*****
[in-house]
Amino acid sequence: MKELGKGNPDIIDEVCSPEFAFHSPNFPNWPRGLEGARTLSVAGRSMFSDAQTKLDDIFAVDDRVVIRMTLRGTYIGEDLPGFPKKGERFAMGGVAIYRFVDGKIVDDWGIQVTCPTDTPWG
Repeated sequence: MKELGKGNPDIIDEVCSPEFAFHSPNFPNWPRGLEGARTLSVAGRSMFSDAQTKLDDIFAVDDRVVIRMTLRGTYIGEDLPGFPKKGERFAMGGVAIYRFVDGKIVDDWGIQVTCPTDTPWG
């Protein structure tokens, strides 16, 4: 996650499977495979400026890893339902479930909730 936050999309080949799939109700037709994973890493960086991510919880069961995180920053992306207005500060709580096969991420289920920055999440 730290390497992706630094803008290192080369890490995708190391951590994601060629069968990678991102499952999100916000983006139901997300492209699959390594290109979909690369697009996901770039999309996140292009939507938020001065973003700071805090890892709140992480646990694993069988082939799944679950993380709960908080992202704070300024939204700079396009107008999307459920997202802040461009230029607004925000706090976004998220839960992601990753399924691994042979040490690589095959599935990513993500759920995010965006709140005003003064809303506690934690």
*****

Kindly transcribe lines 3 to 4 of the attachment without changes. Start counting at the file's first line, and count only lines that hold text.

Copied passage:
Repeated sequence: MKELGKGNPDIIDEVCSPEFAFHSPNFPNWPRGLEGARTLSVAGRSMFSDAQTKLDDIFAVDDRVVIRMTLRGTYIGEDLPGFPKKGERFAMGGVAIYRFVDGKIVDDWGIQVTCPTDTPWG
């Protein structure tokens, strides 16, 4: 996650499977495979400026890893339902479930909730 936050999309080949799939109700037709994973890493960086991510919880069961995180920053992306207005500060709580096969991420289920920055999440 730290390497992706630094803008290192080369890490995708190391951590994601060629069968990678991102499952999100916000983006139901997300492209699959390594290109979909690369697009996901770039999309996140292009939507938020001065973003700071805090890892709140992480646990694993069988082939799944679950993380709960908080992202704070300024939204700079396009107008999307459920997202802040461009230029607004925000706090976004998220839960992601990753399924691994042979040490690589095959599935990513993500759920995010965006709140005003003064809303506690934690």